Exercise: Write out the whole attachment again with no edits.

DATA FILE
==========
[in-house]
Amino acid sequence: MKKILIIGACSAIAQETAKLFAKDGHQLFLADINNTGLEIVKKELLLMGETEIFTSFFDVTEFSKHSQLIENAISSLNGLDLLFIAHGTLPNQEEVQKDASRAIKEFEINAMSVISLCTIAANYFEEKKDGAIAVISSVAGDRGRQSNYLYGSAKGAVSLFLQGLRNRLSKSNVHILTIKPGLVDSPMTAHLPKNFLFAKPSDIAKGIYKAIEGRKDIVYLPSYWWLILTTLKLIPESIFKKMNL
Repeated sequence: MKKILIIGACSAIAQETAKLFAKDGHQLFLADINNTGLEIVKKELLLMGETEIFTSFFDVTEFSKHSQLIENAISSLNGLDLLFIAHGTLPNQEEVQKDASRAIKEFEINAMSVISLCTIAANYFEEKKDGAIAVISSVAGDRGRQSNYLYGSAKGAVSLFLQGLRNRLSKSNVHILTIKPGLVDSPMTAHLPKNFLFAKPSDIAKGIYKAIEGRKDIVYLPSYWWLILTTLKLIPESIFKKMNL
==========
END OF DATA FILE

[in-house]
Amino acid sequence: MKKILIIGACSAIAQETAKLFAKDGHQLFLADINNTGLEIVKKELLLMGETEIFTSFFDVTEFSKHSQLIENAISSLNGLDLLFIAHGTLPNQEEVQKDASRAIKEFEINAMSVISLCTIAANYFEEKKDGAIAVISSVAGDRGRQSNYLYGSAKGAVSLFLQGLRNRLSKSNVHILTIKPGLVDSPMTAHLPKNFLFAKPSDIAKGIYKAIEGRKDIVYLPSYWWLILTTLKLIPESIFKKMNL
Repeated sequence: MKKILIIGACSAIAQETAKLFAKDGHQLFLADINNTGLEIVKKELLLMGETEIFTSFFDVTEFSKHSQLIENAISSLNGLDLLFIAHGTLPNQEEVQKDASRAIKEFEINAMSVISLCTIAANYFEEKKDGAIAVISSVAGDRGRQSNYLYGSAKGAVSLFLQGLRNRLSKSNVHILTIKPGLVDSPMTAHLPKNFLFAKPSDIAKGIYKAIEGRKDIVYLPSYWWLILTTLKLIPESIFKKMNL